This article on Wired How to Stay in the Moment: Take a Picture – sort of justifying the constant point and shoot nature of the world today. I’m still torn between the guilt of living life through a screen and the knowledge that I will (and do) forget things very easily if I don’t have a photo of it. I literally have a video for every single day since my daughter was born (and the same – but a photo – for my son) and while that sounds like overkill, I know for a fact that it’s an aide memoire that I can’t really do without.
Help Your Team Achieve Work-Life Balance – Even When You Can’t. I think I do have a good work-life balance. It’s something I’ve (ironically) worked hard to get, and something that I’m grateful my employer supports, but it’s always nice to re-affirm how necessary it is. The piece outlines 6 strategies to achieve a good balance; it’s the first 2 that particularly ring true – Communicate that the organization’s success is based on a marathon, not a sprint (i.e. it’s impossible to go flat out all the time, you need rest periods) and Hire enough staff, and take turns taking time off (share responsibilities, let people take time off if they really need to).
If your team would be seriously incapacitated if one person was out, you have a personnel problem. Neither you nor anyone on your team should feel truly indispensable.
Safe your sanity: Downgrade your life was a highlight for me this week, because so much of it hit home. Especially in a week where I’ve ditched my TV package at home, I’ve had to explain (again) why I don’t have Whatsapp (or FB messenger, or whatever) on my phone, and where I’ve even bought a new handset which is purposely old and small; it’s some sort of weird happenstance that that article was published at the same time. I could probably quote the whole thing here, but you definitely should go read it. The bit about leaving your phone outside of the room when you’re with your kids though – that’s something I still struggle with despite repeated attempts. It’s ridiculous, it shouldn’t be difficult. But I keep falling into the trap. No more!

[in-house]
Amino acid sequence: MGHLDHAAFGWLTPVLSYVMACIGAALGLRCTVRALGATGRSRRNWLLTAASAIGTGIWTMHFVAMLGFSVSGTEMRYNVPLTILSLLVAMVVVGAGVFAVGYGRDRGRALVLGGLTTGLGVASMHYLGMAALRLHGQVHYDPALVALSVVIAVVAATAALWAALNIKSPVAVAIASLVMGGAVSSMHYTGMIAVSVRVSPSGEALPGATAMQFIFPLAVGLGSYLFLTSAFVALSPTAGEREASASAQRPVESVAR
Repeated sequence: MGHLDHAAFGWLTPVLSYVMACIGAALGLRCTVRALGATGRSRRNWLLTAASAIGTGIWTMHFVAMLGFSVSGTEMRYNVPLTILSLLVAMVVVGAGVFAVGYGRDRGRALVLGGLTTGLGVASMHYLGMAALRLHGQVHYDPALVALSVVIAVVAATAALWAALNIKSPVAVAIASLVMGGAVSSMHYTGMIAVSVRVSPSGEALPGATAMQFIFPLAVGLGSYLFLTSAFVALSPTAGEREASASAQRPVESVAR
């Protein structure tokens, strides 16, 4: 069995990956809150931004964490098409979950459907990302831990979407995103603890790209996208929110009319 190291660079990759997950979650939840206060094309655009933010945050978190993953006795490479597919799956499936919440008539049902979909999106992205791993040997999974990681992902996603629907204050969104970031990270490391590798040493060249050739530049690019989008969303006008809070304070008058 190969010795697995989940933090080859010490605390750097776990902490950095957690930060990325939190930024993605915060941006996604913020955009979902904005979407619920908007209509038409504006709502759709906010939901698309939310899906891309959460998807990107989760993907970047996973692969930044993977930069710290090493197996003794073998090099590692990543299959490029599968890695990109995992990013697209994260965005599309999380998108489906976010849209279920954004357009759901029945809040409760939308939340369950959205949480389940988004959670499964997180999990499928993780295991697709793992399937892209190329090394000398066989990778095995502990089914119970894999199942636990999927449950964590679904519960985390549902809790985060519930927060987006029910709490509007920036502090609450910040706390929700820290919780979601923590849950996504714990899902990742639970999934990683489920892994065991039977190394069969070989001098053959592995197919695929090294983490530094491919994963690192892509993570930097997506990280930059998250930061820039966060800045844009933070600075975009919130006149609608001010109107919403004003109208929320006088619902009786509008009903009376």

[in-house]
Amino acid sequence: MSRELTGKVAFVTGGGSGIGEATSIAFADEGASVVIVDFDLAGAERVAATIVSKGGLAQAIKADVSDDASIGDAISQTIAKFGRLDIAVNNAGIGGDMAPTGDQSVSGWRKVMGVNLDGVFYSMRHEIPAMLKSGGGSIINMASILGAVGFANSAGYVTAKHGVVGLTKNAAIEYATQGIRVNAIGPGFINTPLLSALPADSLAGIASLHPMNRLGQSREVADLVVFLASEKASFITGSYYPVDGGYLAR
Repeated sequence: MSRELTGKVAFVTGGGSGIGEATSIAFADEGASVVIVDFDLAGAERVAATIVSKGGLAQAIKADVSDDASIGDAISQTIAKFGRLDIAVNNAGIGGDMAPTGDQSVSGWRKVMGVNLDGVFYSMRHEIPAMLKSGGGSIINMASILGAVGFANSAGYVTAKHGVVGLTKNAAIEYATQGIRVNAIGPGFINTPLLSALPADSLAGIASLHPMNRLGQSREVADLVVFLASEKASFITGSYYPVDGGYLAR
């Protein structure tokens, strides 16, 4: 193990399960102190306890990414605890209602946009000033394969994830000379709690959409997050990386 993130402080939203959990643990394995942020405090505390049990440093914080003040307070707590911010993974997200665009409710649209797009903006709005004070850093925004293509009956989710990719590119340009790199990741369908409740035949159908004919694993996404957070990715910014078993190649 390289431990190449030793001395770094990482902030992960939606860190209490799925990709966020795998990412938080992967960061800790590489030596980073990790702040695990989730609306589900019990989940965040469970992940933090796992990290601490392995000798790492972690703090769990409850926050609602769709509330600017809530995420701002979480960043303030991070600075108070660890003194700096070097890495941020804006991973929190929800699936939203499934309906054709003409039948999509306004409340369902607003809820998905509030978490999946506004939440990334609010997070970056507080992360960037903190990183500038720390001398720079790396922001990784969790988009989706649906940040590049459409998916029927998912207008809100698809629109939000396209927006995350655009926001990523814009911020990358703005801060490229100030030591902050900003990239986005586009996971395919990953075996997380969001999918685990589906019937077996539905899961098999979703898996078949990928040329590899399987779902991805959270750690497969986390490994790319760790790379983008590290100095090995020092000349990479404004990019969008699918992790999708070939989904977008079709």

Maintaining the theme that seems to be emerging this week – I liked that page which you can only read when your browser is offline. Go offline “..because to maintain a constant connection to the internet is to maintain a constant connection to interruptions, both external and internal.”.
On a different note entirely, did you know about rongorongo? A set of glyphs from Easter Island that have yet to be deciphered. Love it.
A couple of 99% Invisible episodes: El Gordo and The Great Dismal Swamp. Both were delights to listen to; about subjects I’d never heard of before. The former about a small town in Spain that collectively won like £700m on the lottery, and the latter about an area in Virginia/N Carolina which became a home for escaped slaves in the 1700s. I can’t imagine what either of those situations was like, but these podcasts opened my eyes to a lot, condensed in  26minute blocks.
Moral Maze, Veganism and Animal Rights. Not the most satisfying of debates on the topic if I’m honest. It still surprises me that there are people who say they ‘have’ to eat meat for every meal these days. I’d get it more if that’s a choice based on enjoying the taste – because it generally does taste delicious – but claiming that it’s necessary as a human due to biology is a weak argument. Not to mention animal welfare and sustainability and health and horse lasagne. I am admittedly biased – I’m basically 90% vegetarian. I totally *heart* meat, and if I’m eating out, that’s the only part of the menu I’ll look at. At home however, every meal is meat free. If you’re not convinced about the benefits of vegetarianism yet, then that Moral Maze episode won’t do much to convince you.